If you were to read the story, you would discover:
“The measure would have had no practical effect even if it had passed. Illegal immigrants — and indeed noncitizens as a whole — are not legally able to participate in federal elections.
Now you go into that thread and argue facts with the cult, because the bottom line is, liberals want “illegals” to vote, because it’s in HR1.
The thing is, it is NOT in HR1. There is no mention to allow “illegals” to vote. Neither the Democrats or the Republicans voted on a measure to allow the undocumented to vote. that never happened.
What did happen, was that piece of shit Dan Crenshaw, you know, the eyepatch guy that seemed like he might be reasonable, introduced an amendment to “recommit” the bill (sending it back to the committee) to rewrite the bill to include language to express the “sense” of the house that the undocumented ought not be allowed to vote under any circumstances by any States. Which means, he wants the Federal government to declare to the States that what has been their right, should not be their right to decide.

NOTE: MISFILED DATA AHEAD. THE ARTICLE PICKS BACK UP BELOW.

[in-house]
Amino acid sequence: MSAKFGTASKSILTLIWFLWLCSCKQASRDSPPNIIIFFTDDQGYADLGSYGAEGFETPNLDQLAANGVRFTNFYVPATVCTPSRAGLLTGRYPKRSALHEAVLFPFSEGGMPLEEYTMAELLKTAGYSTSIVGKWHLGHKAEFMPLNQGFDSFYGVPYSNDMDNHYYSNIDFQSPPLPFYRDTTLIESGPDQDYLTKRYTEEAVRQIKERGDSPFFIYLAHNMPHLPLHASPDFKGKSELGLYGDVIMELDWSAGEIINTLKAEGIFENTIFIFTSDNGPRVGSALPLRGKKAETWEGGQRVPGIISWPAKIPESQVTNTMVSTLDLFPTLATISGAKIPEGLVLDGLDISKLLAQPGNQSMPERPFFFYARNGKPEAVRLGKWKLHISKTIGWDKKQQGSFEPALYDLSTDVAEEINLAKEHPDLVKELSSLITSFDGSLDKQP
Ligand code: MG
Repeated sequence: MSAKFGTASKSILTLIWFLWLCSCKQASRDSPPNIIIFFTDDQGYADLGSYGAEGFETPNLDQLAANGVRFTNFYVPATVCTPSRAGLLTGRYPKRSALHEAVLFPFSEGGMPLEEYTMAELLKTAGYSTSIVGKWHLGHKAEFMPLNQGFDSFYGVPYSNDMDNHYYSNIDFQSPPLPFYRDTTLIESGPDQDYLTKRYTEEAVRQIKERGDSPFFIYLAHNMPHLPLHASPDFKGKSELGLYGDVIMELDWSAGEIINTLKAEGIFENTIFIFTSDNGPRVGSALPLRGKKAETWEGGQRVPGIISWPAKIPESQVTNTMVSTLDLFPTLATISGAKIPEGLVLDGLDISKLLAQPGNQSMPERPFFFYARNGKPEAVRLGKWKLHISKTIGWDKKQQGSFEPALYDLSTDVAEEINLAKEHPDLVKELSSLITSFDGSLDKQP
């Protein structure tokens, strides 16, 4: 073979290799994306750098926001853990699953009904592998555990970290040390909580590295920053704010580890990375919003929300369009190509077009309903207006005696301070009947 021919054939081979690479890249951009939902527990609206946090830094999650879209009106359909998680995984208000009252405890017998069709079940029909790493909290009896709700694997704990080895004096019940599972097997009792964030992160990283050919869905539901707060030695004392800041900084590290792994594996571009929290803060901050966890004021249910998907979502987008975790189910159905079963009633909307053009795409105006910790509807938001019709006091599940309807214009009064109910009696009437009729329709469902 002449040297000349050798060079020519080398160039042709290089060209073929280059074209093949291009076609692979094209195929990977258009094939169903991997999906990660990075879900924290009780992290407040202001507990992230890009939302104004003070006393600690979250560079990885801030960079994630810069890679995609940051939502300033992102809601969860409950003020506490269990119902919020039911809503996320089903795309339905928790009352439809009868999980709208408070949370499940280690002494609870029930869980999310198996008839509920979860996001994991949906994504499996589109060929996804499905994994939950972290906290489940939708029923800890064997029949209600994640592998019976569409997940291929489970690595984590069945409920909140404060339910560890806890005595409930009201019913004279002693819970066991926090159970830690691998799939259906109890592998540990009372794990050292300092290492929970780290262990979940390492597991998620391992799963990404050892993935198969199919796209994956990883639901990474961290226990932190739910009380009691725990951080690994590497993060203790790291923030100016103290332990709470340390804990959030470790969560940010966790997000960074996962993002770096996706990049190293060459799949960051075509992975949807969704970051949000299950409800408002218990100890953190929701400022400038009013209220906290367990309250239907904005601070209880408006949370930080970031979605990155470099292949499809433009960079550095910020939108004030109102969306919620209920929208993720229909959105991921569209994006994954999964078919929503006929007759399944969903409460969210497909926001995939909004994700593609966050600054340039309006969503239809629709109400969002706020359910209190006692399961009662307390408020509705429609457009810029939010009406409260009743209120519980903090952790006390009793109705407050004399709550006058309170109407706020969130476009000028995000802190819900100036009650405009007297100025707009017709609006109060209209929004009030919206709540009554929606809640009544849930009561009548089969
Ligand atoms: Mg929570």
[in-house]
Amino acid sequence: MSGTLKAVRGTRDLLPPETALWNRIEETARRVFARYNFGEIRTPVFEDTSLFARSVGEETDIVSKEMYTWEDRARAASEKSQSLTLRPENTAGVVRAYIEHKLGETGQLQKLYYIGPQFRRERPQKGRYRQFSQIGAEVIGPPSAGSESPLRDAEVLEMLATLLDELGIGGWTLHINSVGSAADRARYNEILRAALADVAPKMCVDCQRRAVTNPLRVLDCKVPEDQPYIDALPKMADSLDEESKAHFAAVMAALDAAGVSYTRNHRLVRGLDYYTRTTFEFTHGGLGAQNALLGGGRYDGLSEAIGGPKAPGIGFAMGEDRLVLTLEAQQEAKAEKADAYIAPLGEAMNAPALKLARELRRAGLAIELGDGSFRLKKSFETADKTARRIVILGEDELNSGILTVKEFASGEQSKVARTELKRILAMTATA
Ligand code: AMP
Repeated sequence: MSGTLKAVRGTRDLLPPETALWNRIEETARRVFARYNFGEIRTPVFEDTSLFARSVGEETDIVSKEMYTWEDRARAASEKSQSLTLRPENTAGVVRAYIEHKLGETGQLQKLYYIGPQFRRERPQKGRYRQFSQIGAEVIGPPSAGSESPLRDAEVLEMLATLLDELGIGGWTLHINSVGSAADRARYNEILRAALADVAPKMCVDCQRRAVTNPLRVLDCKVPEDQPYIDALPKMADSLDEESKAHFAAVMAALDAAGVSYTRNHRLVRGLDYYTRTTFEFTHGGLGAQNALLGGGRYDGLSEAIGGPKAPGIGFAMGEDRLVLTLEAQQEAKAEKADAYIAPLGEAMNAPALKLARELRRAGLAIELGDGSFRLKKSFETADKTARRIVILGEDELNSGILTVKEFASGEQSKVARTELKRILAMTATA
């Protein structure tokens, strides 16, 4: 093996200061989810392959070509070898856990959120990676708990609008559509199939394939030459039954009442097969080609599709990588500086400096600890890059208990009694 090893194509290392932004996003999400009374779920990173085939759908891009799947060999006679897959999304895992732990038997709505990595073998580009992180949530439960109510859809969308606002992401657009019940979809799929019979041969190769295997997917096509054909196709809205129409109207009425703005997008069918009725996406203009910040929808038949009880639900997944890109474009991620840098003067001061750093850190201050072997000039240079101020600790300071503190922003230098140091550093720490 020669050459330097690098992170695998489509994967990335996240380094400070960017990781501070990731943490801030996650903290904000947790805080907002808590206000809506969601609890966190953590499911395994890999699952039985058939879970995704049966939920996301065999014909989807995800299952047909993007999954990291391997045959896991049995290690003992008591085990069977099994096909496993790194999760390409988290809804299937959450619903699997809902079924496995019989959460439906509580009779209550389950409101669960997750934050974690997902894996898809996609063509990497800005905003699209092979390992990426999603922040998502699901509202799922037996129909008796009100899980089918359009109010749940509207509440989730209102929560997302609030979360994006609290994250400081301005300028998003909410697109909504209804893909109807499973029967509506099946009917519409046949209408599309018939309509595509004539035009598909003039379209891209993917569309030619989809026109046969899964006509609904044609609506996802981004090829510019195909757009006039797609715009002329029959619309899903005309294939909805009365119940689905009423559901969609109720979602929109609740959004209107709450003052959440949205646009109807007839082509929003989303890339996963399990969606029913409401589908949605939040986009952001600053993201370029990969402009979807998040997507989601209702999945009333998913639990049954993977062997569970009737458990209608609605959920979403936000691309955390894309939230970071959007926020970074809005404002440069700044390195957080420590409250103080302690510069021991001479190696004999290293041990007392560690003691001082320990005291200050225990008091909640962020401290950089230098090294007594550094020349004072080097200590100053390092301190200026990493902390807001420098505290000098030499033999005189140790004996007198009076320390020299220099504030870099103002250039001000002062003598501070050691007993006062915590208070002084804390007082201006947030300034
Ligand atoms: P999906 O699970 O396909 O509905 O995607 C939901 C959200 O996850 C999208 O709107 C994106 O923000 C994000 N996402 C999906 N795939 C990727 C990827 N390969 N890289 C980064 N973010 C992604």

Crenshaw was asking the Democrats to vote to suggest to take away a right of the States. Understand? They were not voting to allow the undocumented to vote in the Fed or States, they were voting to take away that which already exists. The Democrats did not vote for this measure and did not vote to allow “illegals to vote,” and it is not in HR1.
We could go further into the weeds with this- The constitution does not expressly forbid non-citizens to vote, what it does do is outline in amendments how citizens shall vote in federal elections. It wasn’t expressly forbidden in Federal Elections until 1996, Not that any state was allowing non-citizens to vote in Federal elections at that time anyway.